Ear problems in swimmers.

Department of Otolaryngology, Taipei Veterans General Hospital, Taipei, Taiwan.
Journal of the Chinese Medical Association (Impact Factor: 0.89). 09/2005; 68(8):347-52. DOI: 10.1016/S1726-4901(09)70174-1
Source: PubMed

ABSTRACT Acute diffuse otitis externa (swimmer's ear), otomycosis, exostoses, traumatic eardrum perforation, middle ear infection, and barotraumas of the inner ear are common problems in swimmers and people engaged in aqua activities. The most common ear problem in swimmers is acute diffuse otitis externa, with Pseudomonas aeruginosa being the most common pathogen. The symptoms are itching, otalgia, otorrhea, and conductive hearing loss. The treatment includes frequent cleansing of the ear canal, pain control, oral or topical medications, acidification of the ear canal, and control of predisposing factors. Swimming in polluted waters and ear-canal cleaning with cotton-tip applicators should be avoided. Exostoses are usually seen in people who swim in cold water and present with symptoms of accumulated debris, otorrhea and conductive hearing loss. The treatment for exostoses is transmeatal surgical removal of the tumors. Traumatic eardrum perforations may occur during water skiing or scuba diving and present with symptoms of hearing loss, otalgia, otorrhea, tinnitus and vertigo. Tympanoplasty might be needed if the perforations do not heal spontaneously. Patients with chronic otitis media with active drainage should avoid swimming, while patients who have undergone mastoidectomy and who have no cavity problems may swim. For children with ventilation tubes, surface swimming is safe in a clean, chlorinated swimming pool. Sudden sensorineural hearing loss and some degree of vertigo may occur after diving because of rupture of the round or oval window membrane.

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    ABSTRACT: Background: Swimming pools can transmit contagious diseases such as; fungal disease, otitis, conjunctivitis and amoebic meningoencephalitis. Objectives: The aim of this study was to determine the level of microbial contamination and the physicochemical condition of the swimming pools. Materials and Methods: In this cross – sectional study, 200 water samples were collected from four swimming pools in Kashan, Iran. Temperature, pH and residual chlorine and turbidity of the pools were examined. Samples were concentrated through a membrane filter and sedimentation, to test for the presence of parasites, fungi, and bacteria. Results: The results of the study showed that the mean of the physicochemical parameters, except in temperature, was standard in more than 60 % of the pools. Average temperature was higher than standard. The highest chlorine level was recorded in summer. Coliform bacteria was found to be positive in 3 % of the samples. Prevalence of saprophytic and opportunistic fungi was 27 %. Twelve species of fungi were isolated; the most common were Aspergillus, Penicillium sp, Rhizopus sp, and Fusarium sp, and the highest fungi pollution was observed in the summer. Prevalence of bacterial contamination was 9 %; bacteria isolate included Staphylococcus epidermidis, Bacillus subtilis and Escherichia coli. There was a significant association found between fungal and bacterial contamination with residual chlorine (P = 0.014, 0.001). Conclusions: The results showed that there were no parasites, or pseudomonas in Kashan’s swimming pools, however, the prevalence of opportunistic saprophytic fungal contamination was relatively high. Such conditions may be attributed to a high temperature and insufficient water treatment. In addition, there is a need to monitor water quality and improve staff training to increase users’ knowledge and awareness of the risks.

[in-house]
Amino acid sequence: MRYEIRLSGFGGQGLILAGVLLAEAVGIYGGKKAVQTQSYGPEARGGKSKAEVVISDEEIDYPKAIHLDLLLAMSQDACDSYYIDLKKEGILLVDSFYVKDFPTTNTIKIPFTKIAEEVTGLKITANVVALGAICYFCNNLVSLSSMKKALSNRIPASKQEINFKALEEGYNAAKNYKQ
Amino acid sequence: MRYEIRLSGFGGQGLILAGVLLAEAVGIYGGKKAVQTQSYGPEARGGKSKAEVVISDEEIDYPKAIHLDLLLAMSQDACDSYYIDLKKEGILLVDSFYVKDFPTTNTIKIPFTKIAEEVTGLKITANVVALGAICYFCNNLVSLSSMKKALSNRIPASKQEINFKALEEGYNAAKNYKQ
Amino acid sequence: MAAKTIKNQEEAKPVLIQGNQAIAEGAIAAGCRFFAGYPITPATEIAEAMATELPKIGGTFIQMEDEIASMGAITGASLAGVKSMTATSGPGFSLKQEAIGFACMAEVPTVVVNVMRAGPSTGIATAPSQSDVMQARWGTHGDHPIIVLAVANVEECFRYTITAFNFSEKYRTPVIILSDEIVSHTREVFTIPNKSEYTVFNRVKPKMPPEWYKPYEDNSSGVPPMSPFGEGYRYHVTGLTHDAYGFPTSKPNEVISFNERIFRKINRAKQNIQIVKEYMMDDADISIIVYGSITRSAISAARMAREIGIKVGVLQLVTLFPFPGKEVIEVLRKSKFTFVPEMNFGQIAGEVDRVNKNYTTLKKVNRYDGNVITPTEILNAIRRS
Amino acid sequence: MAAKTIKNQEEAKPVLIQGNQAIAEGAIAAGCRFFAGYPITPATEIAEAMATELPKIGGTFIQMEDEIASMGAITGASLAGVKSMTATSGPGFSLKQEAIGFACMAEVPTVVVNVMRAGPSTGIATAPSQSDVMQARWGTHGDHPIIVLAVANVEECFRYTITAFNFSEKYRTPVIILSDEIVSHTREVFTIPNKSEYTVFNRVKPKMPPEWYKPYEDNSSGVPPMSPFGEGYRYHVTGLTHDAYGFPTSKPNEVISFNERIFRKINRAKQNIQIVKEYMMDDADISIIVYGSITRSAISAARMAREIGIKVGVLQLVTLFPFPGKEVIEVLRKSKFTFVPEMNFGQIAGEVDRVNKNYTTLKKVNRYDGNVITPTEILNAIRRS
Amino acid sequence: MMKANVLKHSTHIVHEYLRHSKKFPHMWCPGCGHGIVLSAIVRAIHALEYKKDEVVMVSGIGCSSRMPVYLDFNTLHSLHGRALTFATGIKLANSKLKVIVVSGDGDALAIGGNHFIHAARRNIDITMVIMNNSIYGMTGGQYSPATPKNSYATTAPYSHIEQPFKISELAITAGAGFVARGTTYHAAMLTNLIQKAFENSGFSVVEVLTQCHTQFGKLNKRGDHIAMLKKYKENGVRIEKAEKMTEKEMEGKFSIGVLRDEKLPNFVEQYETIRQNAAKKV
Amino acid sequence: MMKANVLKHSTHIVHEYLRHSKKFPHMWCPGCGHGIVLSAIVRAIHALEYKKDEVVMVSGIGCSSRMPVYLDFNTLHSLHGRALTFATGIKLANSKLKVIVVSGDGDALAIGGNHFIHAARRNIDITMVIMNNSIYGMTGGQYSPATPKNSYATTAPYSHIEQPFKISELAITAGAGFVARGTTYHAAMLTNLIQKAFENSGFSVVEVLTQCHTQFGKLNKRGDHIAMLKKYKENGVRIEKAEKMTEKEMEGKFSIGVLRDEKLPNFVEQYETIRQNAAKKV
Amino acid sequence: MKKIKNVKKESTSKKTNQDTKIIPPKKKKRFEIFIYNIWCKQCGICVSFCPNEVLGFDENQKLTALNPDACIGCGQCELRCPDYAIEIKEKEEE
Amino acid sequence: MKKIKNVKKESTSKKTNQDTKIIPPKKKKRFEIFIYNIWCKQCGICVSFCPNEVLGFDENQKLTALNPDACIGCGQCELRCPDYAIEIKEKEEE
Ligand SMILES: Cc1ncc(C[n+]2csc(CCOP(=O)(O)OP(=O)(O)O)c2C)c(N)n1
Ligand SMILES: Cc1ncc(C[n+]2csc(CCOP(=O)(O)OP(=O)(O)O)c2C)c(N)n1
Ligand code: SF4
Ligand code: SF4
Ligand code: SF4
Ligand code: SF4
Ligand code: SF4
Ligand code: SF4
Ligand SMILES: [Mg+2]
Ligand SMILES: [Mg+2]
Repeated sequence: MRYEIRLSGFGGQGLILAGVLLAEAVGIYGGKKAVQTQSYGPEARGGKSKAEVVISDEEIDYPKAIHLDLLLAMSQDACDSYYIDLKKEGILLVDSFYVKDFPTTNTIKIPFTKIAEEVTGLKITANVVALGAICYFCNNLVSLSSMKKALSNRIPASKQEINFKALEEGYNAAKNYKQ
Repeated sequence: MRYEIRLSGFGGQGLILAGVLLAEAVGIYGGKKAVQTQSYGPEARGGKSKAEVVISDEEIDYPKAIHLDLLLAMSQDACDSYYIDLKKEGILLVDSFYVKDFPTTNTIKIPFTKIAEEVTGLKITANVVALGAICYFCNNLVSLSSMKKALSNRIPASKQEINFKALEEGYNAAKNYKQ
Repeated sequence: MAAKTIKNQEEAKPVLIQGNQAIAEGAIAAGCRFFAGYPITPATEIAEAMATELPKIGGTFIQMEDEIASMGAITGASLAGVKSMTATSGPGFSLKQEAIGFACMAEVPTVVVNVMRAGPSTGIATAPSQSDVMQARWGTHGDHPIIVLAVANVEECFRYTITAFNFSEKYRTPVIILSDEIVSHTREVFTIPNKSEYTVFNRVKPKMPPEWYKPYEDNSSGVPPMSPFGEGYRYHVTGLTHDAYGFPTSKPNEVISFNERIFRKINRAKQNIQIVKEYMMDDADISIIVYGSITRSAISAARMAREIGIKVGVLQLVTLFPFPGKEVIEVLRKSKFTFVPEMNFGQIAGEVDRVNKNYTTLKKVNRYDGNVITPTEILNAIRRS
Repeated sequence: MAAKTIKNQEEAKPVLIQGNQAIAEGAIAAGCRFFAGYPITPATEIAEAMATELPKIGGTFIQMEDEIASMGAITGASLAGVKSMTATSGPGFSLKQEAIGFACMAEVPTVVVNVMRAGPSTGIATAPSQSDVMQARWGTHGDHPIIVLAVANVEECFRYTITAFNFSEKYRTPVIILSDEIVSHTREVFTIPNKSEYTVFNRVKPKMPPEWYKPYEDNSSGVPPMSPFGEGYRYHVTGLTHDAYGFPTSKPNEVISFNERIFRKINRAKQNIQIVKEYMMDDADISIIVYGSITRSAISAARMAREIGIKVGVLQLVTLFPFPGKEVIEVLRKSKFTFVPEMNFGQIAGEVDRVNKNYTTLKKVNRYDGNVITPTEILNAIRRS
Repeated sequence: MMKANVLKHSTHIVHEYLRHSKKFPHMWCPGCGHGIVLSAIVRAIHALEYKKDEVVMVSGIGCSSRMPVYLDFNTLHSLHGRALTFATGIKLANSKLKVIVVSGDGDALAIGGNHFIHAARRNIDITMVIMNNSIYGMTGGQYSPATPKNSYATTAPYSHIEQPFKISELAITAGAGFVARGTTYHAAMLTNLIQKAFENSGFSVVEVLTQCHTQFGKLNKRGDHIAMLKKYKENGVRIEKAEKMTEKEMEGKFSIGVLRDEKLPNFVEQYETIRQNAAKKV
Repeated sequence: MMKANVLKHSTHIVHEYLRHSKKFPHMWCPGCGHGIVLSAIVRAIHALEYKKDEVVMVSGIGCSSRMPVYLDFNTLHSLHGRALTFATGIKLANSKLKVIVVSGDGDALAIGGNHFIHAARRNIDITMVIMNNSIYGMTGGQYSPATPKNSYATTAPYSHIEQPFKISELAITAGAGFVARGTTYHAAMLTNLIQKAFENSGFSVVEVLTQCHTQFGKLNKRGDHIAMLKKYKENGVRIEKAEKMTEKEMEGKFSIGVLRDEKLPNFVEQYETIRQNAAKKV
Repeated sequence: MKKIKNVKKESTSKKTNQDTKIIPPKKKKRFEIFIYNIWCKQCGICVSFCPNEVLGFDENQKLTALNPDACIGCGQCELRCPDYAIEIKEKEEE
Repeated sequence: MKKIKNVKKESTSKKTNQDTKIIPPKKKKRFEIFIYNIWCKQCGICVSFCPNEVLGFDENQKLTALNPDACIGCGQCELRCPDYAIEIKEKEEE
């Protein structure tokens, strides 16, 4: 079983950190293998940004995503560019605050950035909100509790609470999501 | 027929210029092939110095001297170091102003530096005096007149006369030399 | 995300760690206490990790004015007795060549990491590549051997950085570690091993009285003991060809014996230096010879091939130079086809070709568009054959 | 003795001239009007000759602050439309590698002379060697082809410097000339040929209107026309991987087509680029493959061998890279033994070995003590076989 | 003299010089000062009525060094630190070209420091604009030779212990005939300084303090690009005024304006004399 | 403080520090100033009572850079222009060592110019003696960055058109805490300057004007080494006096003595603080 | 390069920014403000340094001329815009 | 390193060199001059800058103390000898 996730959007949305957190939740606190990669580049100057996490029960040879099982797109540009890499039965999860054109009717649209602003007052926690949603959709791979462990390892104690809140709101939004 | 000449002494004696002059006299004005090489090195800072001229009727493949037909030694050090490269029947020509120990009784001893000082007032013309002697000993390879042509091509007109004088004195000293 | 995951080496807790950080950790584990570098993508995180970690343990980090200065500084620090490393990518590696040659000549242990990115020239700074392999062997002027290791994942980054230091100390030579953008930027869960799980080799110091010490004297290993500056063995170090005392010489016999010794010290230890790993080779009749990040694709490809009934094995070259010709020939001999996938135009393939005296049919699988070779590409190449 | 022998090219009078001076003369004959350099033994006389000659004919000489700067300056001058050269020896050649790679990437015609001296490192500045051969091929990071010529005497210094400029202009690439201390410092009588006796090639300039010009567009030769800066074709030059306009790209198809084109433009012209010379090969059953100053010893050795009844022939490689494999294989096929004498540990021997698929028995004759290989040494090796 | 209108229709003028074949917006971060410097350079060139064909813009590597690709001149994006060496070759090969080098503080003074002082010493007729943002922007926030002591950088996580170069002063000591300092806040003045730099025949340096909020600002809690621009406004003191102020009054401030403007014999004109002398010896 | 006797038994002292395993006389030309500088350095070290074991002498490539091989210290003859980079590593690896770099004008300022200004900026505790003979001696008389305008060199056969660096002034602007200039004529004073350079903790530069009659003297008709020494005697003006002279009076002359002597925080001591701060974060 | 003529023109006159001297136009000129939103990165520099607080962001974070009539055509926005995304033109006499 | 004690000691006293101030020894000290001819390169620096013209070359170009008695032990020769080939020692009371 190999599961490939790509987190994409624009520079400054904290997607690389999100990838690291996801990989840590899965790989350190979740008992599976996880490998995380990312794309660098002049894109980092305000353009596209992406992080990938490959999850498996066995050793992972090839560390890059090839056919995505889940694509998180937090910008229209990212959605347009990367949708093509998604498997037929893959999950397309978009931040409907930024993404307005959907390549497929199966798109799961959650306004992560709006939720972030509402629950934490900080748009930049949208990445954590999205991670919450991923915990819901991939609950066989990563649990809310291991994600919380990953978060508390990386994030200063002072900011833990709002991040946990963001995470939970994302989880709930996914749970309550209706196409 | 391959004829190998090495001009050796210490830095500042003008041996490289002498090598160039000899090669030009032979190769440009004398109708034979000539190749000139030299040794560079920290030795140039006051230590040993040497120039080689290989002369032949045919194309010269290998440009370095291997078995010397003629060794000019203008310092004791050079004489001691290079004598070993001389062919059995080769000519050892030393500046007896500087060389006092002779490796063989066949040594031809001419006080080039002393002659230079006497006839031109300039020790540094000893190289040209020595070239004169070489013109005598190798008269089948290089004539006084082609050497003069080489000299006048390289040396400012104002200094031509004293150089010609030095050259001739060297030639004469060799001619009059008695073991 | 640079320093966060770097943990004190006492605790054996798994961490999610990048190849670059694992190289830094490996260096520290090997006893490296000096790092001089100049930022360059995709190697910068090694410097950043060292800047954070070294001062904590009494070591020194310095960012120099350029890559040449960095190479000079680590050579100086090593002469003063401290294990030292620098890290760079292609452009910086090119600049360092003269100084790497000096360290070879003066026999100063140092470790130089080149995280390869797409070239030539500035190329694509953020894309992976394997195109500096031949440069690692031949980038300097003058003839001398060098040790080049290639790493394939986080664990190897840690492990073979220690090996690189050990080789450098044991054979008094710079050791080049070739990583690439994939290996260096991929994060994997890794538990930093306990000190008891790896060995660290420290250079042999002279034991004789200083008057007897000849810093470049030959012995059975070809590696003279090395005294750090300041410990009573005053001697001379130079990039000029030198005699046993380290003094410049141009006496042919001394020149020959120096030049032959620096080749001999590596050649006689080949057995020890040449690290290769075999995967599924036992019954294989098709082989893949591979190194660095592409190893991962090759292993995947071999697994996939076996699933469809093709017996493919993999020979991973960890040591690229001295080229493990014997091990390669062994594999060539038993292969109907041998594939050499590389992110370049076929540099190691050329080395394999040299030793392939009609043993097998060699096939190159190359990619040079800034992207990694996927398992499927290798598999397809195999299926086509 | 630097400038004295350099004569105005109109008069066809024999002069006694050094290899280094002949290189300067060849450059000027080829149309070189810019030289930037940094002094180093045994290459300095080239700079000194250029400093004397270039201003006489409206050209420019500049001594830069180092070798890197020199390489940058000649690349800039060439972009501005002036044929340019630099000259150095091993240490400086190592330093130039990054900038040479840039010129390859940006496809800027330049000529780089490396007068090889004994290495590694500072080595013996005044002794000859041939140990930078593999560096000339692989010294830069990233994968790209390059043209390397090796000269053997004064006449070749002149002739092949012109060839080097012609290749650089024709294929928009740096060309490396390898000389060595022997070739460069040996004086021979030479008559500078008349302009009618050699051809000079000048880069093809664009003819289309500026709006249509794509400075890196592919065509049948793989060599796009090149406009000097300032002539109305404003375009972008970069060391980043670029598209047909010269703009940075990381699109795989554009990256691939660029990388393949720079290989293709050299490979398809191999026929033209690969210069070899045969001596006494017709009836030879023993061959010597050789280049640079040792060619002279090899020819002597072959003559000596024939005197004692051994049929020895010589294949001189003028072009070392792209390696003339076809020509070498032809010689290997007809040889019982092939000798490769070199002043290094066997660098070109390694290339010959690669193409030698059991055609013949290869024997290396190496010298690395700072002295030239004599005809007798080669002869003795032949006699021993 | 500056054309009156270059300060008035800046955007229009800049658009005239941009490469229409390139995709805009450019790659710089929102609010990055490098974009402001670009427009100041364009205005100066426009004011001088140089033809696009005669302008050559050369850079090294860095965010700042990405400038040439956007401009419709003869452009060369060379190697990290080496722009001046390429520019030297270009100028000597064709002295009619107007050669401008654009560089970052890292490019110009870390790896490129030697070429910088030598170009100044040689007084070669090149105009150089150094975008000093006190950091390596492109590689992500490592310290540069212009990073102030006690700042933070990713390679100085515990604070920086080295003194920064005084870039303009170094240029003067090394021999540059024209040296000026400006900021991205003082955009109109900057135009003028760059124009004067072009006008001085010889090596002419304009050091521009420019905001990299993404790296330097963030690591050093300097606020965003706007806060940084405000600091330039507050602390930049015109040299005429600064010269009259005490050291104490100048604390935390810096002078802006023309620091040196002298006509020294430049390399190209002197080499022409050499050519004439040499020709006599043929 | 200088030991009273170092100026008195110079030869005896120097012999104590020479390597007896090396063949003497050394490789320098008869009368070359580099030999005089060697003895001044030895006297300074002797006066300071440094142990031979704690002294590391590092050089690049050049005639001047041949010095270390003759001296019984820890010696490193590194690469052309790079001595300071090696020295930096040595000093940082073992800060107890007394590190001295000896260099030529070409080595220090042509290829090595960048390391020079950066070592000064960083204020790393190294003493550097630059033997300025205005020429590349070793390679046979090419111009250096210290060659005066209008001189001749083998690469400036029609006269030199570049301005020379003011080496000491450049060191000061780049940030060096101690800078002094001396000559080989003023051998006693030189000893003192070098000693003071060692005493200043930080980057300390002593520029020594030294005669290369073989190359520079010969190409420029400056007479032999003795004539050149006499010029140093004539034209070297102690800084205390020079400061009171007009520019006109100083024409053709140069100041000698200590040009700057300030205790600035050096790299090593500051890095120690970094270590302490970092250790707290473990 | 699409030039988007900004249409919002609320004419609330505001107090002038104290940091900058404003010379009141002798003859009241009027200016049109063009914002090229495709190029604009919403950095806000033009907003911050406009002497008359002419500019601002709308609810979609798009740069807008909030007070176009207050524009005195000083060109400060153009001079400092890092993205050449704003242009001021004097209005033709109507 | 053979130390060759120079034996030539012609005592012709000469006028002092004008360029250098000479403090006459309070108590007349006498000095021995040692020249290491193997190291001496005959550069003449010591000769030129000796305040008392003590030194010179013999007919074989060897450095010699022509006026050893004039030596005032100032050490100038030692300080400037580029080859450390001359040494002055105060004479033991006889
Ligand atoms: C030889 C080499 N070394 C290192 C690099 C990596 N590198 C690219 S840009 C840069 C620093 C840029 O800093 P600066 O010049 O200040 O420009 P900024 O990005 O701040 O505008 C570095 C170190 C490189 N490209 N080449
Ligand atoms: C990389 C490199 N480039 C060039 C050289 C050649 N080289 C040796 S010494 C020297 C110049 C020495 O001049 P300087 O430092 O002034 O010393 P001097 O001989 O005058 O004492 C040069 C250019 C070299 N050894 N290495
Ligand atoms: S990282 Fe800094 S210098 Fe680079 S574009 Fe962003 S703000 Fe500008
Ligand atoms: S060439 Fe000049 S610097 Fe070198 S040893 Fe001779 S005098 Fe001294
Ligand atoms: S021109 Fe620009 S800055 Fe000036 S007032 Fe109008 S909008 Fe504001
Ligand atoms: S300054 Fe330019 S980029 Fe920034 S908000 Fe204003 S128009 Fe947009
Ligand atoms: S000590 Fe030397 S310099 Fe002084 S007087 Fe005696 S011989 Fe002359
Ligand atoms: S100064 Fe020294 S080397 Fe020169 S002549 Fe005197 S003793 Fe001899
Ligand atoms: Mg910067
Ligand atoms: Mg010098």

Jundishapur Journal of Microbiology 01/2012; 5(3). DOI:10.5812/jjm.2478 · 0.78 Impact Factor
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    ABSTRACT: Most researchers argue that there is general agreement on the role of environmental and behavioral factors on the onset of the auditory exostoses. Accordingly, it can be considered an aquatic activity marker in bioarchaeological studies. In this paper, the prevalence of external auditory exostoses was examined between two prepottery Neolithic communities from Aşıklı Hüyük and Çayönü Tepesi in Anatolia. Both the etiology of the ear exostoses and the causative interactions between aquatic activities and the occurrence of this trait were discussed. Of 97 adult skulls (59 males, 38 females) from the Çayönü sample only 17 subjects (15 males and 2 females) showed this bony outgrowth with a prevalence of 17.52%. There is a strong male bias in lesion frequency. Among the 28 adult skulls that were examined from Aşıklı (11 males, 17 females), only one young male (3.57%) was affected with ear exostoses. This bony lesion is completely lacking in subadults (<15 years) of both skeletal samples.
    12/2012; 2(4):181-186. DOI:10.1016/j.ijpp.2012.10.004

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